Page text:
Public’s News Interests: Campaign, War and Returning Troops
Summary of Findings
While the national news media focused heavily on the 2008 presidential campaign last week, the public divided its interest between the campaign and the Iraq war. More than one-fifth of the national newshole (21%) was devoted to the presidential campaign, while news about the war — including the situation in Iraq, returning U.S. troops and the Iraq policy debate — drew only about half as much coverage.
The campaign also was the public’s top story last week, with 20% citing the news about the presidential candidates as the story they followed most closely. But nearly as many (17%) mentioned the situation in Iraq or news about U.S. soldiers returning home from the war (15%) as their top stories. Notably, news organizations devoted just 3% of coverage to the Iraq home front, including stories about Iraq war veterans.
Fully half of Americans (52%) say U.S. troops returning from the war received too little coverage, by far the highest percentage for any of the week’s stories. This is consistent with a recent report by the Pew Research Center for the People & the Press, which found that in general the public believes that news organizations devote too little coverage to the challenges and experiences of U.S. soldiers, both in Iraq and in the United States. (See “Iraq News Less Dominant: Still Important,” Nov. 9, 2007).
Interest in events on the ground in Iraq also remained high last week: 31% followed the war very closely and 17% listed it as their most closely followed news story. The public continues to express less interest in the debate in Washington over U.S. policy in Iraq than in the war itself. Fewer than one-in-four (23%) followed that story very closely and 6% listed it as their most closely followed story.
More than a quarter of the public (26%) paid very close attention to the presidential campaign last week. Interest in the campaign is up modestly from October when, on average, 20% of the public was following campaign news very closely. Democrats continue to pay closer attention than Republicans to the campaign. Last week 34% of Democrats and 24% of Republicans were following the campaign very closely. Only 21% of independents were paying very close attention.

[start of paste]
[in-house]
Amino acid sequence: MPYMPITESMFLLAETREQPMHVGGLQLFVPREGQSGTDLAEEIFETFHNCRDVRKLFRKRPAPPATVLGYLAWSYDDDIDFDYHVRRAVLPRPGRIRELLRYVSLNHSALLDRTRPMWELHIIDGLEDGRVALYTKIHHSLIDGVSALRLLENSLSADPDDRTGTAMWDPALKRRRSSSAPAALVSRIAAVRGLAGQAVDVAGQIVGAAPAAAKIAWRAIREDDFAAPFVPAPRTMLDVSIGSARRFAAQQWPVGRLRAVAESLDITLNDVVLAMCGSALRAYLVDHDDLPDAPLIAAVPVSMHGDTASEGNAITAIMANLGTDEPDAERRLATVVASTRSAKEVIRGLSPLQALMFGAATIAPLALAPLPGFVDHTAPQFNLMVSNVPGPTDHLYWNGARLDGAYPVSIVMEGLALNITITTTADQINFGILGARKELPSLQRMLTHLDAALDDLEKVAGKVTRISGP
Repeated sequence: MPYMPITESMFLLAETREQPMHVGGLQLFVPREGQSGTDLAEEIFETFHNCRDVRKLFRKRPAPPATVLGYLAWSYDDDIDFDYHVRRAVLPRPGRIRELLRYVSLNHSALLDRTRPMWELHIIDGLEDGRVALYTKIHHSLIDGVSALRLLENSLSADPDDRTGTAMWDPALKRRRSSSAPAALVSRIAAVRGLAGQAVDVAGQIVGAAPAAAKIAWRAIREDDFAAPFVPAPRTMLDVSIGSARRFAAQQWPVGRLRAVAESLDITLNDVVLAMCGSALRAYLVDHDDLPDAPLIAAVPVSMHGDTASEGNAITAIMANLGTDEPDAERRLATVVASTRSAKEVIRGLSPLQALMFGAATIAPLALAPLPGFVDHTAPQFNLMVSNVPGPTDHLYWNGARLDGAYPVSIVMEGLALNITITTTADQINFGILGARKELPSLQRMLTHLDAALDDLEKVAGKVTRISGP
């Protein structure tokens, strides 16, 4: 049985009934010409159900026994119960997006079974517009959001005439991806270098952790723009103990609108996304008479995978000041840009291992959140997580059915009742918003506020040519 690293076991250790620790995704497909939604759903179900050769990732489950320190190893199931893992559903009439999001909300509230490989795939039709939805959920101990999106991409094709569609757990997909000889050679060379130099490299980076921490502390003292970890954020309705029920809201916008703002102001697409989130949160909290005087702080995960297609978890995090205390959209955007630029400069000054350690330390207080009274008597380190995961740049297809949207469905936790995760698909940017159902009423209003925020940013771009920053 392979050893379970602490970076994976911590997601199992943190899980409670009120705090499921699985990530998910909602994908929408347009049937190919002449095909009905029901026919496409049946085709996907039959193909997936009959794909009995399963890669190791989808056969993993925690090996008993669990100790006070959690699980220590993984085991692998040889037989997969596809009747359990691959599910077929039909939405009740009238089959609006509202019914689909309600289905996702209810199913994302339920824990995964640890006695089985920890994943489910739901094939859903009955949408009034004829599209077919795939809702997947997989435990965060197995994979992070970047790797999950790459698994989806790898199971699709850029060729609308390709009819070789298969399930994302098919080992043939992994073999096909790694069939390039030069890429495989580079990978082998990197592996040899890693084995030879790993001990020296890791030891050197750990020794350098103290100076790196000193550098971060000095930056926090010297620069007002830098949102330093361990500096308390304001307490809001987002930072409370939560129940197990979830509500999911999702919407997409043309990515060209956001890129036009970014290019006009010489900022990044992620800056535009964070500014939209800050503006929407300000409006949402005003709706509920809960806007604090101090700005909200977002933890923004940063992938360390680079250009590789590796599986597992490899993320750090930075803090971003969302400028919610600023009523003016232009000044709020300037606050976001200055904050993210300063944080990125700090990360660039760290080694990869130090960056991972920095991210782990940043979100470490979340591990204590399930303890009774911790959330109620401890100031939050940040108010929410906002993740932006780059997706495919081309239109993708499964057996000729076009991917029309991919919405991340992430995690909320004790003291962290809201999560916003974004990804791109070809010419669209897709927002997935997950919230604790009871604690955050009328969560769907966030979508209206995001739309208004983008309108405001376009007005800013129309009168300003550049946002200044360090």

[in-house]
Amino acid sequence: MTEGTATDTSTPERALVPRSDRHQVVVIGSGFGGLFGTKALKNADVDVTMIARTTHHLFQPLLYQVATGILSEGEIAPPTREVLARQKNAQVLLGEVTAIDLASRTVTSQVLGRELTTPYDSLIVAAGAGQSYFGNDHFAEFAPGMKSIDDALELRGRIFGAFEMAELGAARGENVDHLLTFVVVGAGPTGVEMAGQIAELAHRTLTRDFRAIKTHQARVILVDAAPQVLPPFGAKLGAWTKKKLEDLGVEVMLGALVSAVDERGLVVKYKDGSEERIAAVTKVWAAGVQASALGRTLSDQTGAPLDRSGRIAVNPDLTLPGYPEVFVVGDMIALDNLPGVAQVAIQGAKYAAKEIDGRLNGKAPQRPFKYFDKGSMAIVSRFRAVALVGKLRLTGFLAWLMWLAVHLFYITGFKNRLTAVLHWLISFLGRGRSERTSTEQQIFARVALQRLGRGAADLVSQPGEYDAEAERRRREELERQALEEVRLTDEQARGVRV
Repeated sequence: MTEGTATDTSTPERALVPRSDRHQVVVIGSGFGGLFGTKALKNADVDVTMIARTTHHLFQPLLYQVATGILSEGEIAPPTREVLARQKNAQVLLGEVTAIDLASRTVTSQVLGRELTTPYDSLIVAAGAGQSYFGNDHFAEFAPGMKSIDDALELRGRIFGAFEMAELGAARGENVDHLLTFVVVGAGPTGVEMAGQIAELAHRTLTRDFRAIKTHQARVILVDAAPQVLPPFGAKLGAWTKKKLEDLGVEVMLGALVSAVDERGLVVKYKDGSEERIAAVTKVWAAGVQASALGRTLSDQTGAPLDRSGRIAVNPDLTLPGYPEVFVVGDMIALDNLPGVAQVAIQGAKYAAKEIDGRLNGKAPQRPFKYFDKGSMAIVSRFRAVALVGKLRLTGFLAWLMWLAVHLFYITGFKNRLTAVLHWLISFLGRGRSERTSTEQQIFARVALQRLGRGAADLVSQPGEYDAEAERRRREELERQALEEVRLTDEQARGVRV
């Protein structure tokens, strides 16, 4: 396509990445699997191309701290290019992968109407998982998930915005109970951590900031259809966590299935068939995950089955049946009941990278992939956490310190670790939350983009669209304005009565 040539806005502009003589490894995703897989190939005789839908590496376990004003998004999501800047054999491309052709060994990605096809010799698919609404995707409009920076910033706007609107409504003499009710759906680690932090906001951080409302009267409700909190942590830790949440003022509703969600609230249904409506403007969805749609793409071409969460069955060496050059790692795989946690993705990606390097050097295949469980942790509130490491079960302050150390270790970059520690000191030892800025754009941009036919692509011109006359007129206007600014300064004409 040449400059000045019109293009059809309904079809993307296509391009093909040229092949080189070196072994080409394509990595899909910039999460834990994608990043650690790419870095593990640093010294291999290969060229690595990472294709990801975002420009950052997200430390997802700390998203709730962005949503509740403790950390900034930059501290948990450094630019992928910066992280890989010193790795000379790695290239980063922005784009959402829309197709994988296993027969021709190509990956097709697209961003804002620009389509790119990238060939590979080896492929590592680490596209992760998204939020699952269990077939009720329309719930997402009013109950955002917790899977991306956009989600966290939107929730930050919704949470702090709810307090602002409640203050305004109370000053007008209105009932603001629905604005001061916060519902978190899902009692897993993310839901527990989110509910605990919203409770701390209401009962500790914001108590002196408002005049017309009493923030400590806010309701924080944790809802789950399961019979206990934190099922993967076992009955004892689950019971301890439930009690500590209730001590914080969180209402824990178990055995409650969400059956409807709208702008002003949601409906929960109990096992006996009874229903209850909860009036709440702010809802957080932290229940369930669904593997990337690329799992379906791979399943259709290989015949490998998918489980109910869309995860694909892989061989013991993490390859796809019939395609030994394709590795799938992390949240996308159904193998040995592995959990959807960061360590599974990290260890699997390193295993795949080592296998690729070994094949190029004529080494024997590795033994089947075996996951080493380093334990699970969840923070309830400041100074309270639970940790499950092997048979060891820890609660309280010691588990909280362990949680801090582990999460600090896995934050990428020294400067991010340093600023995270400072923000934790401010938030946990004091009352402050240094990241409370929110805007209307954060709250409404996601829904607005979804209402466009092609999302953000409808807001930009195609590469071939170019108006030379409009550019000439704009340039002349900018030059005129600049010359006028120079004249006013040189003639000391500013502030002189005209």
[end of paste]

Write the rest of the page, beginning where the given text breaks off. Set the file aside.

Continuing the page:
News coverage of the campaign overshadowed most other major news stories last week particularly on cable TV and radio. Fully 37% of cable news and 35% of radio news was devoted to the campaign. Half of Americans (51%) believe that news organizations are devoting an appropriate amount of coverage to the campaign, but 32% say it is being overcovered while just 13% say the campaign is receiving too little news coverage.
These findings are based on the most recent installment of the weekly News Interest Index, an ongoing project of the Pew Research Center for the People & the Press. The index, building on the Center’s longstanding research into public attentiveness to major news stories, examines news interest as it relates to the news media’s agenda. The weekly survey is conducted in conjunction with The Project for Excellence in Journalism’s News Coverage Index, which monitors the news reported by major newspaper, television, radio and online news outlets on an ongoing basis. In the most recent week, data relating to news coverage was collected from November 11-16 and survey data measuring public interest in the top news stories of the week was collected November 16-19 from a nationally representative sample of 1,010 adults.